We then stopped for lunch at the cafeteria, where we were given a broad selection of food that was specifically made for the French national team players. Even when we were on a break, we could see the fine level of detail that went into treating these expert players. We were completely immersed in the elite environment.
Finally, our Tuesday at Clairefontaine ended with three presentations from staff at the FFF, including talks on the optimisation of performance from both a psychological and physiological outlook and also a talk from the head coach of the France U18s, Jean-Luc Vanucchi. Once again, we were provided with the chance to ask industry professionals, who work for the World Cup winners, any questions we had relating to football. The talks were very interesting as we were given one final injection of insight into the behind-the-scenes at the FFF before we went back to Paris for the evening, for example, we learned how they set out to mentally and physically prepare their players to enhance performance, as well as the identity of the French team from U16s to the First Team.
We began our Wednesday at Clairefontaine watching France U17s vs Denmark U17s, which we made notes on and analysed, as we were told that a group of us would be presenting our findings, along with other data collected by the sport scientists, back to the head coach later that day, which everyone was looking forward to.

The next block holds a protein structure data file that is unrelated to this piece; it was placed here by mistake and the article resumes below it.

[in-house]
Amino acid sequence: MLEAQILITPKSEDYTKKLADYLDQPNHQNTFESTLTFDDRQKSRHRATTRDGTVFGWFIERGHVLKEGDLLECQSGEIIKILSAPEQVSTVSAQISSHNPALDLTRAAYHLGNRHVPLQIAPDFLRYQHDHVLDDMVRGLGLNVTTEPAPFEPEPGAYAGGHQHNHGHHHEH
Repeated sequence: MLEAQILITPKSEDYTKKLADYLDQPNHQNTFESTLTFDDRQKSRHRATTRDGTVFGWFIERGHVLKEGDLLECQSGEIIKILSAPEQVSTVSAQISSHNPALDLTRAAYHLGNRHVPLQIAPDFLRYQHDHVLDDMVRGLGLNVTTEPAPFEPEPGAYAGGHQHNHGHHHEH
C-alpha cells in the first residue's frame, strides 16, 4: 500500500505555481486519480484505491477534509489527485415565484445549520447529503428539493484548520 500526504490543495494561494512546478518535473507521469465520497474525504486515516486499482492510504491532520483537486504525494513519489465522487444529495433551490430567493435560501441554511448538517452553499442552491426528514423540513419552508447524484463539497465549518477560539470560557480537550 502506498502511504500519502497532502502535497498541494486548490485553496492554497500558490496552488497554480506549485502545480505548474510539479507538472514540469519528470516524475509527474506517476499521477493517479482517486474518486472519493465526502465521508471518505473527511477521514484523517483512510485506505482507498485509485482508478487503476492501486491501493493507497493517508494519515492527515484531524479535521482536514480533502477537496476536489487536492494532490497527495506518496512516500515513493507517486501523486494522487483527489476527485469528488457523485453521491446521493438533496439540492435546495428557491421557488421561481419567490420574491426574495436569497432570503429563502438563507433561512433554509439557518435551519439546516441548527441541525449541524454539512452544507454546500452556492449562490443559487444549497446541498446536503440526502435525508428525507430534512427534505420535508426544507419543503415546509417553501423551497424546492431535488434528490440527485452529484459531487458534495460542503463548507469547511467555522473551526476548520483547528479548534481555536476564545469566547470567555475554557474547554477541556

After another lunch at the cafeteria, the analysis group occupied one of the sports science offices for a couple of hours to set about analysing the match using physical performance data which Bart collected during the game. We were also shown how to use specific software and the proper techniques to analyse matches this way, which was highly intriguing. After two hours or so, we had our report and we presented it to the coach and the rest of the group, in one of the lecture theatres. Bart did the main presentation, whilst we came in with extra points that we found during the analysis phase. This was probably the highlight of my trip from an educational standpoint; not only did we get to watch the match, but we were also able to see first-hand how an industry professional might present a report to a coach and experience presenting to a head coach ourselves.